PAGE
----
The NIA welcomes this week’s communication from the European Commission advancing a new Strategy on Advanced Materials for Industrial Leadership. Materials are the foundation of much of the future circular economy. For the world to benefit from new energy production from solar and wind, new transportation like fuel efficient aircraft and electric vehicles and improved healthcare such as medical devices or pharmaceuticals, there is a need to bring to the market new material innovations. The newly published Strategy recognises this and sets out some of the challenges that need to be addressed to ensure that Europe has a leading role in the development of advanced materials.  

The NIA broadly supports the new strategy proposed by the European Commission and would urge it to ensure that it considers the following recommendations to implement its Strategy effectively. 

Invest in scale-up. Europe has played a leading role in developing new research in advanced materials, including nanotechnology.  Nonetheless, the difficulty lies in ensuring that innovations created at the laboratory level successfully transition to commercially available products. Too often has a leading European research position been overtaken by other regions investing in the scale-up and commercialisation of a technology.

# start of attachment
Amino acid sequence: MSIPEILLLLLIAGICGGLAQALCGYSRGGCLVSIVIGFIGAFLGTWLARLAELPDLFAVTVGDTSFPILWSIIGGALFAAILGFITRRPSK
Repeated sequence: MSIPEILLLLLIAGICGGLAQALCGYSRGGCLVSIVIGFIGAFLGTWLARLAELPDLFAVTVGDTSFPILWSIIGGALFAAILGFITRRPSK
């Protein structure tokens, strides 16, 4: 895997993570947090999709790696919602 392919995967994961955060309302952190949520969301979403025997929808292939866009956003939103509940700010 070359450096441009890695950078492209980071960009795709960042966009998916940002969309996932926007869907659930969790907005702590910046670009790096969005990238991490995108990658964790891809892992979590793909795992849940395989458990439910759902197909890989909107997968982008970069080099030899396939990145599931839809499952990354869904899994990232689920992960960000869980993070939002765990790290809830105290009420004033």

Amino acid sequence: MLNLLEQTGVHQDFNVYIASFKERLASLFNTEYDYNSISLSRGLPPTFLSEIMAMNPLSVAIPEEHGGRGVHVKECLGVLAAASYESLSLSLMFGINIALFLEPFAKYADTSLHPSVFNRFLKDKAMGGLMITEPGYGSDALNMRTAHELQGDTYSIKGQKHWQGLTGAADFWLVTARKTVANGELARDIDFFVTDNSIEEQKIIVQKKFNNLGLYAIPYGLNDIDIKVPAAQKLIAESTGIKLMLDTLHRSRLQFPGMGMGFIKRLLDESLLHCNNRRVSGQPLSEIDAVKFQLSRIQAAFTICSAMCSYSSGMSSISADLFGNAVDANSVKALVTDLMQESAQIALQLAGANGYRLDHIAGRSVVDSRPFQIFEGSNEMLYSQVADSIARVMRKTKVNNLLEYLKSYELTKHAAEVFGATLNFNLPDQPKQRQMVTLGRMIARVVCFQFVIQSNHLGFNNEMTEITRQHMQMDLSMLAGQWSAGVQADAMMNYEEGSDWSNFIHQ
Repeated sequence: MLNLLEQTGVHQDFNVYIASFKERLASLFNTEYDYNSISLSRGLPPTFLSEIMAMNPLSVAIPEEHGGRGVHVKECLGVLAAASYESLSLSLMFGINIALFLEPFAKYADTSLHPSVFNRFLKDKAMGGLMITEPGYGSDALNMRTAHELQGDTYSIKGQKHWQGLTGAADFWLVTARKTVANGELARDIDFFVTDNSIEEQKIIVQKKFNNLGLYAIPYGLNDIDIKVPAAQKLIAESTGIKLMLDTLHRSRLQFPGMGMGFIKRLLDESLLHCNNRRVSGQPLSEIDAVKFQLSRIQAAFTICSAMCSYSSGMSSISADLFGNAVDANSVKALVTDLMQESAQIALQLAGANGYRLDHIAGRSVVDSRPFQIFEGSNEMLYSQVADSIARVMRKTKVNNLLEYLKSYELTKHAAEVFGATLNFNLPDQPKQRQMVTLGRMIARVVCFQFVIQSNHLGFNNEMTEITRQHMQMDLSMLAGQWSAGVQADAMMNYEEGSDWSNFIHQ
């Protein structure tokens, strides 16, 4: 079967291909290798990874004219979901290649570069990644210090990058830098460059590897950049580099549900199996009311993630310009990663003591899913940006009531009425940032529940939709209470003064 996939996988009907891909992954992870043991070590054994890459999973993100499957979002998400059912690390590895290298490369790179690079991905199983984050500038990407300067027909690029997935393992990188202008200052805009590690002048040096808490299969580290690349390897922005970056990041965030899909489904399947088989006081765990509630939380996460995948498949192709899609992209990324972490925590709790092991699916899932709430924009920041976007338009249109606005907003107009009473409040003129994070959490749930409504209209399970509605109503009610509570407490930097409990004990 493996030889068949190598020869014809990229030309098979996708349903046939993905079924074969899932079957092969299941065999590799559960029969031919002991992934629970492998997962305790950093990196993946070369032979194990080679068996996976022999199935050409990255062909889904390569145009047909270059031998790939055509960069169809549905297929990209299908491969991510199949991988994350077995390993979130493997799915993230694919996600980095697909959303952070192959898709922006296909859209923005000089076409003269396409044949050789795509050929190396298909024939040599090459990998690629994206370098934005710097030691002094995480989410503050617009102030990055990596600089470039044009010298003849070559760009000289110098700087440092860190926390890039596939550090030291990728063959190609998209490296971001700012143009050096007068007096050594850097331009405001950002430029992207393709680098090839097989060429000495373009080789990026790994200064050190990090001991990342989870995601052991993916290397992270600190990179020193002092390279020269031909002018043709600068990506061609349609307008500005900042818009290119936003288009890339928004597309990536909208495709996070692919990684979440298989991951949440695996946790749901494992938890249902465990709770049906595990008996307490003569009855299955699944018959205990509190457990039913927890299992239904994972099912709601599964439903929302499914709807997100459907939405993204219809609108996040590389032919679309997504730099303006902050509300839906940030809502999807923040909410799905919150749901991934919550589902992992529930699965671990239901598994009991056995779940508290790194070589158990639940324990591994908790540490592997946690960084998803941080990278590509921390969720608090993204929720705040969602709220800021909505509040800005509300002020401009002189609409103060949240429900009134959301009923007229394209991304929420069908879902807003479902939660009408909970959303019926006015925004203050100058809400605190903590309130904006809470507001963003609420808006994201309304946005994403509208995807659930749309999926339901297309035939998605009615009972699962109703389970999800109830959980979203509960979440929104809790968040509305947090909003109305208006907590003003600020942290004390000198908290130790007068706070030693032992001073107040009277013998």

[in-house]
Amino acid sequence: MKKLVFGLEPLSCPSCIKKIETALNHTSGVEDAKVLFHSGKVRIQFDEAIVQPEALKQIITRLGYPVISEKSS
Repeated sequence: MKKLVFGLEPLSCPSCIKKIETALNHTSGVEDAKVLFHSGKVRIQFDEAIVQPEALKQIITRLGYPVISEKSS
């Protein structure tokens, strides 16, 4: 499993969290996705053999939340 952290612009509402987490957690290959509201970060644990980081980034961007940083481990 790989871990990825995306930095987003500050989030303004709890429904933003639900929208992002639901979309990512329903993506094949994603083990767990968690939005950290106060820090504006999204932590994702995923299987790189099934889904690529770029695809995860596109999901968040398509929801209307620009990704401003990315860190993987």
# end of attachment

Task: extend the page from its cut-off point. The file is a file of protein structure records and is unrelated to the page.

Don’t forget the SMEs. Many new material developments happen in small and medium sized enterprises (SMEs). Some of these will be companies spun-out of universities or larger companies.Others are the result of entrepreneurs bringing new innovations to the market. Often what hampers SMEs is not the failure of their technology innovations, but the struggle of raising enough capital investment quicky enough to scale the innovation and bring it to the market.  Nanomaterials have demonstrated that developing a material innovation can be a lengthy and costly process, and securing long-term investment can pose a challenge. Whilethe private sector should invest in the European Commission’s proposed public and private partnerships (PPPs), this will prove to be challenging for SMEs and may exclude them from participation.  

Effective regulations and standards. Nanomaterials are a good example for advanced materials of the challenges new materials bring for regulations and standards to keep pace with technological innovations. The Malta Initiative Position Paper, of which the NIA is a signatory, has shown the key role that the internationally accepted methods and standards play in the development of safe and sustainable innovations. The European Commission should look to adopt the European Test Methods Strategy as proposed by the Malta Initiative to ensure that advanced materials can be brought to the market efficiently and have in place the required harmonised methods and standards for them to comply with EU regulations and legislation. 

Don’t forget nano. In the 17 pages of the Strategy, nanomaterials are mentioned only once.  Europe maintains a leading role in nanotechnology, with extensive knowledge gained in this field that can benefit the development of other advanced materials.  Safety research has enhanced regulatory standards, and the development of new characterization techniques has broadened our understanding of various materials. Moreover, the challenging journey of securing investment to transition new materials from the laboratory to large-scale production has provided valuable lessons. Europe's substantial investment in nanomaterials through successive Framework programmes has laid the groundwork for the ongoing revolution in advanced materials